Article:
In 1937 Anna Neagle gave her most prestigious performance so far – as Queen Victoria in the successful historical drama Victoria the Great (1937), co-starring Anton Walbrook as Prince Albert. Victoria the Great was such an international success that it resulted in Neagle and Walbrook essaying their roles again in an all-Technicolor sequel entitled Sixty Glorious Years (1938), co-starring C. Aubrey Smith as the Duke of Wellington. While the first of these films was in release, Neagle returned to the London stage in the title role in Peter Pan. The two Queen Victoria biographies were successful enough to get Wilcox and Neagle a contract with RKO Radio Pictures, and they moved to Hollywood at the end of the 1930´s. Their first American film was Nurse Edith Cavell (1939). She essayed the role of the true-lifenurse who was shot by the Germans in World War I for alleged spying. The film had a significant impact for audiences on the eve of war. In a turnabout from this serious drama, they followed with three musical comedies, all based on once-popular stage plays. The first was Irene (1940), co-starring Ray Milland. It included a Technicolor sequence, which featured Neagle singing the play's most famous song, Alice Blue Gown. She followed this film with No, No, Nanette (1940) with Victor Mature, and Sunny (1941) with Ray Bolger. During the war Anna Neagle entertained the troops. Her final American film was Forever and a Day (1943), a tale of a London family house from 1804 to the 1940 blitz. This film boasts 80 performers (mostly British), including Ray Milland, C. Aubrey Smith, Claude Rains, Charles Laughton, and – among the few Americans – Buster Keaton. Wilcox directed the sequence featuring Neagle, Milland, Smith, and Rains, while other directors who worked on the film included René Clair, Edmund Goulding, Frank Lloyd, Victor Saville and Robert Stevenson. During the war the profits and salaries were given to war relief. After the war, prints were slated to be destroyed, so that no one could profit from them. However, this never occurred.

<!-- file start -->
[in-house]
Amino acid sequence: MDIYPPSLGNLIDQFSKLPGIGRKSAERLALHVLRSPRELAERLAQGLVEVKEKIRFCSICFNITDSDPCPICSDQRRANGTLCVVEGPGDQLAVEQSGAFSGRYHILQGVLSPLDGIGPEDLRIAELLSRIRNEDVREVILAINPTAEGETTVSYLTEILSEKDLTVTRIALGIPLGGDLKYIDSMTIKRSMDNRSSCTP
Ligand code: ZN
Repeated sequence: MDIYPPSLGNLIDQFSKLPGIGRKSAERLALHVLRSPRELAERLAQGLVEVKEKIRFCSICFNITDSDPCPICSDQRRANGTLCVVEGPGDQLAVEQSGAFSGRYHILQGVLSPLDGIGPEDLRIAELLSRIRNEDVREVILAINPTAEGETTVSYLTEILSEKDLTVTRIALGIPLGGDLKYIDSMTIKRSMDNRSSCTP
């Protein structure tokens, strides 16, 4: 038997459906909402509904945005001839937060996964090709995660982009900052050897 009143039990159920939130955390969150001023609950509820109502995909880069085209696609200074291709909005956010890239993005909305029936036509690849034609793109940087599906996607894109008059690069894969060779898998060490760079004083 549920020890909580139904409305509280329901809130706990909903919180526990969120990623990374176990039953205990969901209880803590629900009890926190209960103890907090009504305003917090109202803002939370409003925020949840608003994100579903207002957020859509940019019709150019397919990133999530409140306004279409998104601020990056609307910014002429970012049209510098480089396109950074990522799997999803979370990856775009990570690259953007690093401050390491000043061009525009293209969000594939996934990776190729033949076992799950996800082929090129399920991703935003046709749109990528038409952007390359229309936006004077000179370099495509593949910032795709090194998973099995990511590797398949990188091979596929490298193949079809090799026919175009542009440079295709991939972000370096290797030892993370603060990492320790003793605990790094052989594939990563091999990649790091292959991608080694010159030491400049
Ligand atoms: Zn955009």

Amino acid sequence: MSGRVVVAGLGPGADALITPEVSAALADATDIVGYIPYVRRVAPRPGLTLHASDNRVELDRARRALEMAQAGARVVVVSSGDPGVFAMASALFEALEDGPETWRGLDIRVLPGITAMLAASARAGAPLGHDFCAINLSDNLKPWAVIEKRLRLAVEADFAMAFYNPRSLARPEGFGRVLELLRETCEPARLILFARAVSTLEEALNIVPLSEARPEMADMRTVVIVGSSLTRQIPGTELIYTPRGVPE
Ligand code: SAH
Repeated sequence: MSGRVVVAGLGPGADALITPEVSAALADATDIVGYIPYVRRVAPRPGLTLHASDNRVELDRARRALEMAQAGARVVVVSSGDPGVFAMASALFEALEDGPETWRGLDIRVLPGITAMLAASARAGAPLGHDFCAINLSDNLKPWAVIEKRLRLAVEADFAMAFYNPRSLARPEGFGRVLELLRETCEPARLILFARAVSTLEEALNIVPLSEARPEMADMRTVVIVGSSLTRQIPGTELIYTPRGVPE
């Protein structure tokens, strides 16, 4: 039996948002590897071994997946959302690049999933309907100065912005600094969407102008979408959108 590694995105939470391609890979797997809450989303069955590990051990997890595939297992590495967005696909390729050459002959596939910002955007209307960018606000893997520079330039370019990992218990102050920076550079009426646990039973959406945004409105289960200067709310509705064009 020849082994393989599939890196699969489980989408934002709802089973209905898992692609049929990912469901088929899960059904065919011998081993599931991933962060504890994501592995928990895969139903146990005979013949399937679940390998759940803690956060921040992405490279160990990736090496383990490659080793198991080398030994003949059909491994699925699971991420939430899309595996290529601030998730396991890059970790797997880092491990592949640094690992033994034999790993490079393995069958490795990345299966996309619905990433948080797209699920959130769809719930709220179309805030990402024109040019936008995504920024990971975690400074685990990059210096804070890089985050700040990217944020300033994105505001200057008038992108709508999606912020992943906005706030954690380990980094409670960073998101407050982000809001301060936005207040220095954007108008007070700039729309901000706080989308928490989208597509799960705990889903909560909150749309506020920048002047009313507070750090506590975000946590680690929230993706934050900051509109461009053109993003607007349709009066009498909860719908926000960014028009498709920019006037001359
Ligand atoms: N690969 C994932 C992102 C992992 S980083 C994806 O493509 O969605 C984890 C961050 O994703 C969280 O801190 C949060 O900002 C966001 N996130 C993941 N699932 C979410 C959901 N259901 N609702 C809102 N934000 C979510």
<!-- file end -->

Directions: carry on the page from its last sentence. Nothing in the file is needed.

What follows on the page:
Returning to England, Anna Neagle and Herbert Wilcox commenced with They Flew Alone (1942). Neagle added another real-life British heroines to her gallery, this time as aviatrix Amy Johnson. The film, released a year after the aviatrix’s death, was noted for inter-cutting the action with newsreel footage. They returned to filmmaking with the war-time espionage thriller The Yellow Canary (1943), co-starring Richard Greene and Margaret Rutherford. Neagle played a German-sympathiser (or that is what she seems to be at first) who is forced to go to Canada for her own safety. In reality, she's working as an undercover agent. After making this film, Neagle and Wilcox made their professional relationship a personal one as well when they married in 1943. In 1945 Neagle appeared on stage in Emma, a dramatization of Jane Austen's novel. That same year she was seen in the film I Live in Grosvenor Square, co-starring Rex Harrison. For seven straight years after WWII, she was voted top favorite English actress. She wanted Harrison again for the lead in her next film, Piccadilly Incident (1946). He proved to be unavailable, so Wilcox cast Michael Wilding in the lead. Thus was born what film critic Godfrey Winn called "the greatest team in British films". The story – of a wife, presumed dead, returning to her (remarried) husband – bears a resemblance to the Irene Dunne-Cary Grant comedy My Favorite Wife. Piccadilly Incident was chosen as Picturegoer’s Best Film of 1947. Neagle and Wilding were reunited in The Courtneys of Curzon Street (1947), a period drama that became the year's top box-office attraction. The film featured Wilding as an upper-class dandy and Neagle as the maid he marries, only to have the two of them driven apart by Victorian society. The third pairing of Neagle and Wilding in the London films, as the series of films came to be called, was in Spring in Park Lane (1948), which depicted the romance between a millionaire’s niece and a valet. Spring in Park Lane was the 1949 Picturegoer winner for Best Film, Actor and Actress. Neagle and Wilding were together for a fourth time in the Technicolor romance Maytime in Mayfair (1949). The plot is reminiscent of Roberta, as it had Wilding inheriting a dress shop owned by Neagle. David Absalom comments on his great website BritishPictures.com: “These films rarely pleased the critics. This is particularly true of the "London Series" of frothy nonsense, usually co-starring Michael Wilding and usually musicals. The critics wanted neo-realist pictures depicting grim reality - the audience, who were suffering through the Austerity Years and knew all about grim reality, wanted fun and escapism. Anna Neagle pictures provided that in spades.”